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Chemical 'lab on a microchip' wins DSTO Eureka Prize

29 August 2012
Media Release
Dr Alex Zelinksy with Professor Yonggang Zhu.
Dr Alex Zelinksy with Professor Yonggang Zhu.

An innovative and portable plastic microchip sensor that can quickly detect toxic chemical substances in the field has won the 2012 DSTO Eureka Prize.

The Minister for Defence Science and Personnel Warren Snowdon said the $10,000 prize was presented to Professor Yonggang Zhu from the Commonwealth Scientific and Research Organisation (CSIRO) at the Australian Museum Eureka Prize awards function in Sydney.

Supported by the Defence Science & Technology Organisation (DSTO), the prize recognises outstanding science in support of Defence or national security.

“I congratulate Prof. Zhu for developing an innovative solution for the fast and reliable analysis of chemical warfare agents outside the laboratory,” Mr Snowdon said.

“The prototype chemical sensor that Prof. Zhu has created has significant potential to benefit Defence as well as law enforcement, security and counter terrorism agencies."

“It will allow them quickly and accurately to identify toxic chemicals at the scene of the incident without using the services of a dedicated laboratory or specialist staff.”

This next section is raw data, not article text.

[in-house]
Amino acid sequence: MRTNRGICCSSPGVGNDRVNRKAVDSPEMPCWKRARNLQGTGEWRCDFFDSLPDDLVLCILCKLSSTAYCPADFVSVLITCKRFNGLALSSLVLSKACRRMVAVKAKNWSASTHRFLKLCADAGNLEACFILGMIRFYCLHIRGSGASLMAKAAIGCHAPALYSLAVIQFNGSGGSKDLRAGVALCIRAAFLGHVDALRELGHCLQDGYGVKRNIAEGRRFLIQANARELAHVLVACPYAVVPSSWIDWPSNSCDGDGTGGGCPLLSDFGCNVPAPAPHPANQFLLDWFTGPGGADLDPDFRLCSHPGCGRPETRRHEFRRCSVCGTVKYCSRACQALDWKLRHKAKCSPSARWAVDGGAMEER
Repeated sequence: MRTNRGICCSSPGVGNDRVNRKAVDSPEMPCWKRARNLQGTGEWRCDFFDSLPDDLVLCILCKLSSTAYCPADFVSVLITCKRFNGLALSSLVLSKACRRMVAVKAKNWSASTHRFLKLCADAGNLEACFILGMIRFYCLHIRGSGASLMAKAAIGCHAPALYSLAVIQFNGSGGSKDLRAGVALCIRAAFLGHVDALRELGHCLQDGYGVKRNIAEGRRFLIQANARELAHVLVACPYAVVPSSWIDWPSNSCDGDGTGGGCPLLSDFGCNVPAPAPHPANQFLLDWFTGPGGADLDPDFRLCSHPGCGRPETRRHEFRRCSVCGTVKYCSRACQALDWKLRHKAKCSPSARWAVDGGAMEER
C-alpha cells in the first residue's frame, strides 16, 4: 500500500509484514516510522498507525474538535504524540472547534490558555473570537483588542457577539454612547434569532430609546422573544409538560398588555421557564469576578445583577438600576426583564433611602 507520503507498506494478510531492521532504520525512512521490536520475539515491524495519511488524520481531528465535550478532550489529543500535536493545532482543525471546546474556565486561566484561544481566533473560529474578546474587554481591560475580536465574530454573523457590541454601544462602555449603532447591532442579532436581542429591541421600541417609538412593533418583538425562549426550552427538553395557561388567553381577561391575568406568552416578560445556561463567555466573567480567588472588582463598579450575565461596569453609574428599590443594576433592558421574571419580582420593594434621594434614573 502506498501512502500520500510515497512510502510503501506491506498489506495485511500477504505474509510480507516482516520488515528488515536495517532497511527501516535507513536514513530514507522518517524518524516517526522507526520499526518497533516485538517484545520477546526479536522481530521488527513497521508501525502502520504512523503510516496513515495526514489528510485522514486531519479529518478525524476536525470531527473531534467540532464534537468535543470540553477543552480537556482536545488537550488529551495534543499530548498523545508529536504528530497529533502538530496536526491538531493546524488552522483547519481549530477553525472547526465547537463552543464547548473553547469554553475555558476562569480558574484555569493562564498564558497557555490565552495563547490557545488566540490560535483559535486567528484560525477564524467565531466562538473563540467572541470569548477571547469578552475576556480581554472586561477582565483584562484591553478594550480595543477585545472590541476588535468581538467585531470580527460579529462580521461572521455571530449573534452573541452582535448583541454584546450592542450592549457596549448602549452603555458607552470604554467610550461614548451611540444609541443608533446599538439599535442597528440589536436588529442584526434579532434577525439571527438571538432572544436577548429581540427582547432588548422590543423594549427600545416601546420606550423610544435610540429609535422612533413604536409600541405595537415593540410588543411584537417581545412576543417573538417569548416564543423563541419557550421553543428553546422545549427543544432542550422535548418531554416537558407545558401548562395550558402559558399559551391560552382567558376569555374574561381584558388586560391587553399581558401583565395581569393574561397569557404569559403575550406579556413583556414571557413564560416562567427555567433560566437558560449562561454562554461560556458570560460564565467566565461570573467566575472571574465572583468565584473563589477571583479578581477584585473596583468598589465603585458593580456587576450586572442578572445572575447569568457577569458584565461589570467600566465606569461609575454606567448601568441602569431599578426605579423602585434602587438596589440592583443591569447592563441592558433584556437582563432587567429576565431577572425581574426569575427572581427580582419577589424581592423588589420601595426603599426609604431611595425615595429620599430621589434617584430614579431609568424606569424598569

The hand-held device, suitable for identifying individual chemicals as well as the simultaneous detection of multiple chemicals, is a significant improvement on commercially available products which are bulky in size and costly to use.

“The most remarkable aspect of this innovation is the plastic micro sensor chip that does the sampling, detection and identification of the chemicals in one device,” Mr Snowdon said.

The sensor is also capable of separating chemical warfare agents from harmless substances like soft drinks and petrol, which could be used to mask dangerous chemicals. It could also be applied to detect other substances such as explosives, pesticides, food contaminants and drugs.

“Given further development, this Australian-owned technology will result in a low-cost, portable system that could be mass produced using existing facilities in this country,” Mr Snowdon said.

“This work has the potential to play a vital role in protecting Australia from terrorism and threats to national security."

Mr Snowdon said Professor Zhu’s research was a world leading development in the growing field of microfluidics. Professor Zhu is Research Group Leader, Materials Science and Engineering at CSIRO.




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